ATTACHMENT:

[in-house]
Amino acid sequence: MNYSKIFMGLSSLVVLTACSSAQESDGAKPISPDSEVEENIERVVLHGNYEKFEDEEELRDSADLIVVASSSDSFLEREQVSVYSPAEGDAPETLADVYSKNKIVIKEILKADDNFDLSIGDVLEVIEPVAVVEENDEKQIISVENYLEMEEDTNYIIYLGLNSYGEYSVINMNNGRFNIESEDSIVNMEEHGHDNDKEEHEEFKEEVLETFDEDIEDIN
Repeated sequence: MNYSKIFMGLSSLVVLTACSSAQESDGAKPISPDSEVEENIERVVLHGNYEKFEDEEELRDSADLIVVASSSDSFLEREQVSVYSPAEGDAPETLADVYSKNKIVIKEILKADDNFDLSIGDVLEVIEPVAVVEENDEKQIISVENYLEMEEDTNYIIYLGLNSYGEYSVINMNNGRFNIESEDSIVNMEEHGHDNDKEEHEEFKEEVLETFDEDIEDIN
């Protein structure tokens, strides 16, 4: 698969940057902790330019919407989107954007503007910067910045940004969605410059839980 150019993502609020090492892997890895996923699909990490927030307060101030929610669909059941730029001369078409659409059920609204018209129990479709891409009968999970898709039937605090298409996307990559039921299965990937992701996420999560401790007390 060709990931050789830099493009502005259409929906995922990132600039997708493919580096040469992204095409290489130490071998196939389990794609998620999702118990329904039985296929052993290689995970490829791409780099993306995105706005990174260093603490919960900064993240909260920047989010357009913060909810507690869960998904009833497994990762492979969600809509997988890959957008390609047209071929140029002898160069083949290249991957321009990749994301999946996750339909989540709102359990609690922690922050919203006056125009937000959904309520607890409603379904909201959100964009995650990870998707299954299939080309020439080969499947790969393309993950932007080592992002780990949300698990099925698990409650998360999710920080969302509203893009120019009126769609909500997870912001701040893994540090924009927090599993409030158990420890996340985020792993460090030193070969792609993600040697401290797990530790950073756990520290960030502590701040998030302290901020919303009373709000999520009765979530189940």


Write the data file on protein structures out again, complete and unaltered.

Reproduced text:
[in-house]
Amino acid sequence: MNYSKIFMGLSSLVVLTACSSAQESDGAKPISPDSEVEENIERVVLHGNYEKFEDEEELRDSADLIVVASSSDSFLEREQVSVYSPAEGDAPETLADVYSKNKIVIKEILKADDNFDLSIGDVLEVIEPVAVVEENDEKQIISVENYLEMEEDTNYIIYLGLNSYGEYSVINMNNGRFNIESEDSIVNMEEHGHDNDKEEHEEFKEEVLETFDEDIEDIN
Repeated sequence: MNYSKIFMGLSSLVVLTACSSAQESDGAKPISPDSEVEENIERVVLHGNYEKFEDEEELRDSADLIVVASSSDSFLEREQVSVYSPAEGDAPETLADVYSKNKIVIKEILKADDNFDLSIGDVLEVIEPVAVVEENDEKQIISVENYLEMEEDTNYIIYLGLNSYGEYSVINMNNGRFNIESEDSIVNMEEHGHDNDKEEHEEFKEEVLETFDEDIEDIN
């Protein structure tokens, strides 16, 4: 698969940057902790330019919407989107954007503007910067910045940004969605410059839980 150019993502609020090492892997890895996923699909990490927030307060101030929610669909059941730029001369078409659409059920609204018209129990479709891409009968999970898709039937605090298409996307990559039921299965990937992701996420999560401790007390 060709990931050789830099493009502005259409929906995922990132600039997708493919580096040469992204095409290489130490071998196939389990794609998620999702118990329904039985296929052993290689995970490829791409780099993306995105706005990174260093603490919960900064993240909260920047989010357009913060909810507690869960998904009833497994990762492979969600809509997988890959957008390609047209071929140029002898160069083949290249991957321009990749994301999946996750339909989540709102359990609690922690922050919203006056125009937000959904309520607890409603379904909201959100964009995650990870998707299954299939080309020439080969499947790969393309993950932007080592992002780990949300698990099925698990409650998360999710920080969302509203893009120019009126769609909500997870912001701040893994540090924009927090599993409030158990420890996340985020792993460090030193070969792609993600040697401290797990530790950073756990520290960030502590701040998030302290901020919303009373709000999520009765979530189940």